Because of the strong variation in weather over the course of the year, different foods are eaten in different seasons. In the spring, rhubarb, dock, and radishes are among the first plants to ripen, and fresh goat cheese is readily available. Fresh tomatoes and cucumbers are summer favorites, as are wild berries like strawberries, raspberries, bilberries, lingonberries, and cranberries. Barbeques and picnics are popular summer pastimes that allow Estonians to enjoy time in the sun. In the winter, preserved foods and dishes made from root vegetables like potatoes become more common, along with roasts, casseroles, and other slow-cooked hot dishes.
The winter holiday of Christmas is celebrated with special preparations and traditional foods. Christmas dinner, usually featuring roast pork or goose, also often includes hapukapsus (sauerkraut), sült (head cheese), and oven-roasted potatoes and apples. Savory blood sausage made with grain stuffed in intestinal casings is another Estonian Christmas specialty. Although fresh produce is not readily available at this time of year, mandarin oranges are a special treat, along with gingerbread cookies.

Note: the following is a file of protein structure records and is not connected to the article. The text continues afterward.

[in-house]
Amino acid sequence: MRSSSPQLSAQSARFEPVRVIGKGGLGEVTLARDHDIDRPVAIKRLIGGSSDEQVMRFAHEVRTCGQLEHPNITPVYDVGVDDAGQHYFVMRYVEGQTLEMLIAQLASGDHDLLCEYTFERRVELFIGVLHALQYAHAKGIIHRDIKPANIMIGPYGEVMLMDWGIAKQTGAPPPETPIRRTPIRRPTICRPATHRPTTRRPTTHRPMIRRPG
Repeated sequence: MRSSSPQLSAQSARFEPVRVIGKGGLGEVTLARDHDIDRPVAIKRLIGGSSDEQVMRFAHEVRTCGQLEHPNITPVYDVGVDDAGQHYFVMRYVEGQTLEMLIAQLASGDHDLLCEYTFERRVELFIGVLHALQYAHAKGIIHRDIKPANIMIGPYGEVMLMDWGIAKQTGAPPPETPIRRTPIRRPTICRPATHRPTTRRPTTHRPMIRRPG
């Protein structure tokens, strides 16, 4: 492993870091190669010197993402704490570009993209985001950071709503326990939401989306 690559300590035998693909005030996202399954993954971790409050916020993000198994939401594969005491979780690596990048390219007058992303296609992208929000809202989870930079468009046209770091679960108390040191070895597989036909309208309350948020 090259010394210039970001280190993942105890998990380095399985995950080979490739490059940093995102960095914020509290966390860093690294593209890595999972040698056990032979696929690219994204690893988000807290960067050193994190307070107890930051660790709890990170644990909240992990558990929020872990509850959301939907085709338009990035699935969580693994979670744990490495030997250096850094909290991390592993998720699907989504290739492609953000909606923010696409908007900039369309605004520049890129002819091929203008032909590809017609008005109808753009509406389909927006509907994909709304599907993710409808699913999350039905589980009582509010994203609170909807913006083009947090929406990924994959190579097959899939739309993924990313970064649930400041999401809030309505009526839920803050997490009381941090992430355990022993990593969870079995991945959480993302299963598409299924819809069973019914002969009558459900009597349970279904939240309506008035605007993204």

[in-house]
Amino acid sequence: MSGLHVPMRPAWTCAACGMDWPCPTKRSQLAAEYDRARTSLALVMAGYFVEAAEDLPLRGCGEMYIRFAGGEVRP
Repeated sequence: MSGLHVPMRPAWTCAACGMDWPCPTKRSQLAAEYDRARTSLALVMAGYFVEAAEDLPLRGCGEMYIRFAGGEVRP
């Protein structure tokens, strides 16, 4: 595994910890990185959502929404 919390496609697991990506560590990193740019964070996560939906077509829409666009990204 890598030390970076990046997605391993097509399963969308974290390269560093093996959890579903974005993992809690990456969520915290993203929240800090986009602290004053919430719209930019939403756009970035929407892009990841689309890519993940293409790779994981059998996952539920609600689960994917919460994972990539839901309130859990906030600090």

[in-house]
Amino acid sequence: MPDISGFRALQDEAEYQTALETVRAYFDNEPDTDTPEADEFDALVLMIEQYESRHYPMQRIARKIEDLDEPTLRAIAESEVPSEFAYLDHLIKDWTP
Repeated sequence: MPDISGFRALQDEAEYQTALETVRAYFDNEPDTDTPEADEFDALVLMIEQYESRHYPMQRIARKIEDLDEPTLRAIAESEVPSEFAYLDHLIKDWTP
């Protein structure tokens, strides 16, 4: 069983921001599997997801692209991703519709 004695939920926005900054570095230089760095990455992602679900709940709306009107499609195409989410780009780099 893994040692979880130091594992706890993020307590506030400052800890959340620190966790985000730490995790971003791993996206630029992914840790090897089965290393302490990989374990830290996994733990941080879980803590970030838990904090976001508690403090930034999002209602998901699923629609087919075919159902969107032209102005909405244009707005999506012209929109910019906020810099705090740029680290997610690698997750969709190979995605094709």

Other Special Occasions
Weddings and birthdays are secular occasions that are observed with feasting and special foods. Weddings can include several days' worth of large meals for family and friends, and birthdays are traditionally celebrated with birthday cakes and large parties. Served at weddings, funerals, birthdays, and even New Year's Eve celebrations, sprat sandwiches are popular, as fresh sprat are plentiful in the Baltic Sea. The fish sandwich, often made with egg and dark bread, is a national dish, and Estonia holds the world record for the longest sprat sandwich ever documented.
Article written for World Trade Press by Carina Saxon.
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